Intravital measurements of microcirculation.
Compared with healthy mice, feeding of DSS to mice resulted in a significant increase in numbers of adherent leukocytes and platelets in colonic venules (Fig. 5). The total number of adherent leukocytes increased 16-fold, with a comparable contribution of platelet-bearing (48.3%) and platelet-free leukocytes (51.7%). The total number of adherent platelets increased from 26.2 ± 16.8 platelets mm2 in venules of control mice to 537.78 ± 93.7 mm2 in venules of DSS-treated mice, where 21.0% of the platelets adhered directly to colonic endothelium while the remaining platelets were bound to adherent leukocytes (79.0%). Treatment with sAKBA significantly reduced leukocyte adherence by 90.0% and the adherence of platelets by 92.2%. The ratio of platelet-bearing and platelet-free leukocytes remained unchanged after AKBA treatment, as did the ratio of platelets directly adherent to colonic endothelium and platelets adherent to leukocytes. Dexamethasone treatment exerted similar effects on the inflamed colonic microcirculation, decreasing the number of adherent leukocytes by 94.7% and the number of adherent platelets by 94.6%. Similarly, the ratio of platelet-bearing and platelet-free leukocytes remained unchanged, as did the ratio of platelets adherent to the endothelium and platelets adherent to leukocytes (Fig. 5, A and B).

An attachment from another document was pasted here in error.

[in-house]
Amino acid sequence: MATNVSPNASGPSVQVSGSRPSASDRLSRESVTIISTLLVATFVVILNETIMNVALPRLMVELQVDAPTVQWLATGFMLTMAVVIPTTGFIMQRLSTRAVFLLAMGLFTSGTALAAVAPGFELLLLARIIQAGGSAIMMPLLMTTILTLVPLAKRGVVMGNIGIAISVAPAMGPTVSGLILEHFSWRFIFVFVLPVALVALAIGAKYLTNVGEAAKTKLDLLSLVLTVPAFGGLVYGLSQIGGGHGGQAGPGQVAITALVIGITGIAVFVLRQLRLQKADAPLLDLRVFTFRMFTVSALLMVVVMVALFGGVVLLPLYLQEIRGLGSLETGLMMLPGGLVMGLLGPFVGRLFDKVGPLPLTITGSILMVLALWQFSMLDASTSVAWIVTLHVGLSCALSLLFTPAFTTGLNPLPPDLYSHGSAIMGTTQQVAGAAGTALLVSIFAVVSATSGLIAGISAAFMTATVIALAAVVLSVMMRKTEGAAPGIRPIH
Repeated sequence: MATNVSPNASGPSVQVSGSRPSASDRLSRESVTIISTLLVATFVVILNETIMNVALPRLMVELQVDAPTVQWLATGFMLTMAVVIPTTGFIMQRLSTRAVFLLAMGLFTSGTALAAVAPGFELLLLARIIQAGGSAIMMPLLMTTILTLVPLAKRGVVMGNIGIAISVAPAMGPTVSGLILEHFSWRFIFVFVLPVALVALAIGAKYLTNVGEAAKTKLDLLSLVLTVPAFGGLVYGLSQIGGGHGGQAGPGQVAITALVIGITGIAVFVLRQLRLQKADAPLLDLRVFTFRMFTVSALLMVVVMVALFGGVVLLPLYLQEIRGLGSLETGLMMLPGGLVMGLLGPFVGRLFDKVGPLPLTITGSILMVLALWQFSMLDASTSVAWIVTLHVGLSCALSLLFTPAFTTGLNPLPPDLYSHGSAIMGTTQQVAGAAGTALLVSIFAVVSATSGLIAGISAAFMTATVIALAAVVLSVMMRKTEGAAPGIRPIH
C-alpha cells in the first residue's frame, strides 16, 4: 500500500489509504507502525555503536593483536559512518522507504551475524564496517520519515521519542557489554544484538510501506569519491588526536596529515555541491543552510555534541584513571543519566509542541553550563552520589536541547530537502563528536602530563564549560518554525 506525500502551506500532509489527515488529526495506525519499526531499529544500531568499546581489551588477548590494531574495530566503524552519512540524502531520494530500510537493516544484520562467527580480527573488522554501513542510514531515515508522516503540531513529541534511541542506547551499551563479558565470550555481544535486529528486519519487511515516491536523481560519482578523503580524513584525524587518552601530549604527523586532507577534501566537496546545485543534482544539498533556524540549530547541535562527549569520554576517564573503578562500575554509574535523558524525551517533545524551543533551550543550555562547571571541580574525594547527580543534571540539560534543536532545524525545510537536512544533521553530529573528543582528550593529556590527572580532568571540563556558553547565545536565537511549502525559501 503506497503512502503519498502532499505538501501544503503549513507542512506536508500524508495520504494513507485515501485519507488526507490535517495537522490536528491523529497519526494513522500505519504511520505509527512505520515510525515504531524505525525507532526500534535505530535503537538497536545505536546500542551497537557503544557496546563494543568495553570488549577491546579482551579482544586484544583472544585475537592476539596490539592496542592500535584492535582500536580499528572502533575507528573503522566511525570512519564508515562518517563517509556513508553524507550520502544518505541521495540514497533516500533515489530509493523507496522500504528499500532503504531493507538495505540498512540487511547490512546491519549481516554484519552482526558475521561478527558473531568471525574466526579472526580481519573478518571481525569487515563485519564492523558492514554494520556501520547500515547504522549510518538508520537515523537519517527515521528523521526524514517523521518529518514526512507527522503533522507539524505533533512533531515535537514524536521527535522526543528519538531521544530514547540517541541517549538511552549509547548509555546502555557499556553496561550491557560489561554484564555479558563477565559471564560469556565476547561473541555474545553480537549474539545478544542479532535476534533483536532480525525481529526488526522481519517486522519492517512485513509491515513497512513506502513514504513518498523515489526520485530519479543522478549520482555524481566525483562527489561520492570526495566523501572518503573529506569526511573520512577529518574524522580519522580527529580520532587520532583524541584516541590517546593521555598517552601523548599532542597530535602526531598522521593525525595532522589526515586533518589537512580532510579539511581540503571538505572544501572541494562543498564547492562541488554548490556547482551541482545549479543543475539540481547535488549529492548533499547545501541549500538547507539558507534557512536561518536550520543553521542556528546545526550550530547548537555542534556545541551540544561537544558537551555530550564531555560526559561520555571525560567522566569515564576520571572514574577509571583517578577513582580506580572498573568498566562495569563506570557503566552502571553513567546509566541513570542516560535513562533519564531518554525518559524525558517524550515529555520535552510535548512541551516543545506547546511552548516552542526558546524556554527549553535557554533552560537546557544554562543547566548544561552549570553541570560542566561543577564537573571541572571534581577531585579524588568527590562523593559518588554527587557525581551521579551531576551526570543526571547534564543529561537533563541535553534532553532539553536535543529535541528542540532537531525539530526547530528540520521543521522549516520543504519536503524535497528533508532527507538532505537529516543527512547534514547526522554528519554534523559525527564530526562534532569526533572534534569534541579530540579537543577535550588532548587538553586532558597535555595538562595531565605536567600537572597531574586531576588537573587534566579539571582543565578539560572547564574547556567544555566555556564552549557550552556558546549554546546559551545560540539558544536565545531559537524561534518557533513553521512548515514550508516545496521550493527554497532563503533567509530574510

All measurements of endothelial P-selectin expression were performed on day 30, following the same regimen as described above. Long-term feeding of DSS in mice led to significant activation of the endothelium in the entire colon, as reflected by an intense upregulation of P-selectin detected with the dual-radiolabeled MAb technique. Treatment with either sAKBA or dexamethasone dramatically attenuated the upregulation of P-selectin induced by DSS. These attenuating effects of the drugs were evident in both the proximal and distal regions of the colon (Fig. 6).
Although boswellic acids have shown efficacy as anti-inflammatory agents in a number of small clinical trials, relatively little is known about the mechanisms that underlie their anti-inflammatory actions in vivo. Mechanistic studies on these compounds have been hampered by the limited availability and purity of the naturally occurring compounds. Hence, the newly developed sAKBAs offer the opportunity to gain new insights into the therapeutic efficacy and mechanisms of action of these novel anti-inflammatory agents. We demonstrate in this study that sAKBAs significantly blunt the recruitment of inflammatory cells, protect the colonic mucosa against tissue injury, and reduce disease activity in an established model of colonic inflammation. The intensity of the suppression of inflammation and reduction in disease activity exhibited in mice receiving sAKBA were comparable with those afforded by dexamethasone, an agent that is widely used for the treatment of IBD. Furthermore, our findings indicate that interference with leukocyte-endothelial cell adhesion may represent a major target of action of sAKBAs in colonic inflammation.